The events of the Old Testament book of Deuteronomy take place after all this happens. It basically consists of one long sermon from Moses to the people of Israel. If you were to summarize it in one sentence, it might go something like this: “Serve God and you will have life. Reject God, and death will have you.” Consider this sober prediction concerning the one who rejects God. “You will find no repose, no resting place for the sole of your foot. There the LORD will give you an anxious mind, eyes weary with longing, and a despairing heart. You will live in constant suspense, filled with dread both night and day, never sure of your life. In the morning you will say, ‘If only it were evening!’ and in the evening, ‘If only it were morning!’ – because of the terror that will fill your hearts and the sights that your eyes will see.”

An ‘anxious mind,’ ‘eyes weary with longing,’ and ‘a despairing heart filled with dread day and night.’ That is White. He’s rejected God, and death has him. All that’s left is for him to finish himself off, making the choice complete.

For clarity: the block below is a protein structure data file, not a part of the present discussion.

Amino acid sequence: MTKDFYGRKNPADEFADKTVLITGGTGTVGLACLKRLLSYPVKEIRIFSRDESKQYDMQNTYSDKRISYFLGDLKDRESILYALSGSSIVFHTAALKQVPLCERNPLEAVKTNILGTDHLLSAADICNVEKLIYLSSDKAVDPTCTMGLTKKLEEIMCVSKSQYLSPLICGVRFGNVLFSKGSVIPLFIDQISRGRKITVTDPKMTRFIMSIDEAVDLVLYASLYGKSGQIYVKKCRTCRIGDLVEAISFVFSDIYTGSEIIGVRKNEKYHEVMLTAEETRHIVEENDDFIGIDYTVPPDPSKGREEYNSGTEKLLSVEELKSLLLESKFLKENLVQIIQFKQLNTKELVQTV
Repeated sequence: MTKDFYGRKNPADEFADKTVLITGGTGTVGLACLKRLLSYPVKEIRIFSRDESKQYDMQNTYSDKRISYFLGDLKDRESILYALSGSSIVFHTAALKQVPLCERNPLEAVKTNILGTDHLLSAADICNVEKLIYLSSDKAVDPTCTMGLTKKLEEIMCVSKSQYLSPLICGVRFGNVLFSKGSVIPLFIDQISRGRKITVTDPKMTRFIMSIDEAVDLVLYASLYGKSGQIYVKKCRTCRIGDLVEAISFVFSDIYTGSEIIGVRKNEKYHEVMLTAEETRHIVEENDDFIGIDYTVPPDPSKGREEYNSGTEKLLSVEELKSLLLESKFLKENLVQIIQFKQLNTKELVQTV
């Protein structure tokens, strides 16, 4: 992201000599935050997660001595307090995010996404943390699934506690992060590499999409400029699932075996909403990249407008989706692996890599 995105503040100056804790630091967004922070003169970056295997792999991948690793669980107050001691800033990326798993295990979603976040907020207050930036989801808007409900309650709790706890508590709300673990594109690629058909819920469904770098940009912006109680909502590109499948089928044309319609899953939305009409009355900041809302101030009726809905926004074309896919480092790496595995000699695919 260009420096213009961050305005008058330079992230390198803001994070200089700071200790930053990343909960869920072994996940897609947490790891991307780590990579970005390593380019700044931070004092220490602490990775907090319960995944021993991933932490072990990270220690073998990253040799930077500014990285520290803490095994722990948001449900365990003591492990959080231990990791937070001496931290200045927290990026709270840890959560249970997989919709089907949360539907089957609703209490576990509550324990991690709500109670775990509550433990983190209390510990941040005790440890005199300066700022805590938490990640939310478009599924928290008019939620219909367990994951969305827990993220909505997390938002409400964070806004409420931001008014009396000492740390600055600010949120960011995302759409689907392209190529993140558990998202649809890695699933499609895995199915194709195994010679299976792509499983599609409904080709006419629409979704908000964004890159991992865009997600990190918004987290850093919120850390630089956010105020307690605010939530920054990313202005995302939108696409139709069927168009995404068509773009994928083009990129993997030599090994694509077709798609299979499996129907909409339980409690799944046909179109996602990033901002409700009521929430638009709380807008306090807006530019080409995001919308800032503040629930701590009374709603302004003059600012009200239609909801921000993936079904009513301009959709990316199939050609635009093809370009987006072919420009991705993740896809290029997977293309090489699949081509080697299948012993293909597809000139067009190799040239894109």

This week is also Easter, when Christians, to whom Jesus is the Passover lamb of sacrifice, celebrate the great feat of redemption, not from the physical bondage of slavery in Egypt, but from the bondage of sin and slavery to a meaningless existence. The wholly redeemed life is signified by the physical resurrection of Jesus Christ from the dead which took place three days after Passover when he – the Passover lamb – was sacrificed. Life, purpose, meaning … That is Black. He has simply responded to God, acknowledged God, and he has life.

Death or life. Some things really are black and white. “Two players. Two sides. One is light. One is dark.” Which one will you choose?

The French Revolution was bad…or was it?

In the blog post I wrote yesterday on the evolution of tolerance, I mentioned the terrible intolerance that occurred during the French Revolution’s reign of terror. I describe this in more detail in the chapter on Edmund Burke in my forthcoming book Saints and Scoundrels. Looking back I don’t think anyone can deny that the French Revolution was bad.